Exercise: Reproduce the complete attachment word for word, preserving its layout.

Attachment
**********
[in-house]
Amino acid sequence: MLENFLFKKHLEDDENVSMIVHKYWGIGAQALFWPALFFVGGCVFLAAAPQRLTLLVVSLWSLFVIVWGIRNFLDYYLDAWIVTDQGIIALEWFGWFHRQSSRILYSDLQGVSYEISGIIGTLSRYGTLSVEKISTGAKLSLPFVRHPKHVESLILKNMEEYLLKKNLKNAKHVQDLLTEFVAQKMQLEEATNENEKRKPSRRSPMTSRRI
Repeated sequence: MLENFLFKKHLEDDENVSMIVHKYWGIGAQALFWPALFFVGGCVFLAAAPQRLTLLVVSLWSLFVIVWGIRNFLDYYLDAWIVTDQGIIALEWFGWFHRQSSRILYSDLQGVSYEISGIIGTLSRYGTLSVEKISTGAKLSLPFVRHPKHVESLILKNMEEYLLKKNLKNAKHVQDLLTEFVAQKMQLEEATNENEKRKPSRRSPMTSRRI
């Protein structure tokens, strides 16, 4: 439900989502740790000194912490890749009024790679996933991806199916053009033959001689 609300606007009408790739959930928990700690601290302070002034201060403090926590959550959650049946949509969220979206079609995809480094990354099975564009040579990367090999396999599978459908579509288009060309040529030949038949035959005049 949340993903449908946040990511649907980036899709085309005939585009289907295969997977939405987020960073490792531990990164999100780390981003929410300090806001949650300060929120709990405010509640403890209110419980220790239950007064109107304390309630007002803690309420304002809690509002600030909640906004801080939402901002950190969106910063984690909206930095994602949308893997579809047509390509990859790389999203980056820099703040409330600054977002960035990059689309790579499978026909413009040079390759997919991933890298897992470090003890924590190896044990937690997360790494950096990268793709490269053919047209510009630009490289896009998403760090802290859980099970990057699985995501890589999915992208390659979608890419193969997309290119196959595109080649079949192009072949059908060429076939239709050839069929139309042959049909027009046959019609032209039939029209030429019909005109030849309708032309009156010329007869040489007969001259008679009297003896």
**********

[in-house]
Amino acid sequence: MLENFLFKKHLEDDENVSMIVHKYWGIGAQALFWPALFFVGGCVFLAAAPQRLTLLVVSLWSLFVIVWGIRNFLDYYLDAWIVTDQGIIALEWFGWFHRQSSRILYSDLQGVSYEISGIIGTLSRYGTLSVEKISTGAKLSLPFVRHPKHVESLILKNMEEYLLKKNLKNAKHVQDLLTEFVAQKMQLEEATNENEKRKPSRRSPMTSRRI
Repeated sequence: MLENFLFKKHLEDDENVSMIVHKYWGIGAQALFWPALFFVGGCVFLAAAPQRLTLLVVSLWSLFVIVWGIRNFLDYYLDAWIVTDQGIIALEWFGWFHRQSSRILYSDLQGVSYEISGIIGTLSRYGTLSVEKISTGAKLSLPFVRHPKHVESLILKNMEEYLLKKNLKNAKHVQDLLTEFVAQKMQLEEATNENEKRKPSRRSPMTSRRI
């Protein structure tokens, strides 16, 4: 439900989502740790000194912490890749009024790679996933991806199916053009033959001689 609300606007009408790739959930928990700690601290302070002034201060403090926590959550959650049946949509969220979206079609995809480094990354099975564009040579990367090999396999599978459908579509288009060309040529030949038949035959005049 949340993903449908946040990511649907980036899709085309005939585009289907295969997977939405987020960073490792531990990164999100780390981003929410300090806001949650300060929120709990405010509640403890209110419980220790239950007064109107304390309630007002803690309420304002809690509002600030909640906004801080939402901002950190969106910063984690909206930095994602949308893997579809047509390509990859790389999203980056820099703040409330600054977002960035990059689309790579499978026909413009040079390759997919991933890298897992470090003890924590190896044990937690997360790494950096990268793709490269053919047209510009630009490289896009998403760090802290859980099970990057699985995501890589999915992208390659979608890419193969997309290119196959595109080649079949192009072949059908060429076939239709050839069929139309042959049909027009046959019609032209039939029209030429019909005109030849309708032309009156010329007869040489007969001259008679009297003896």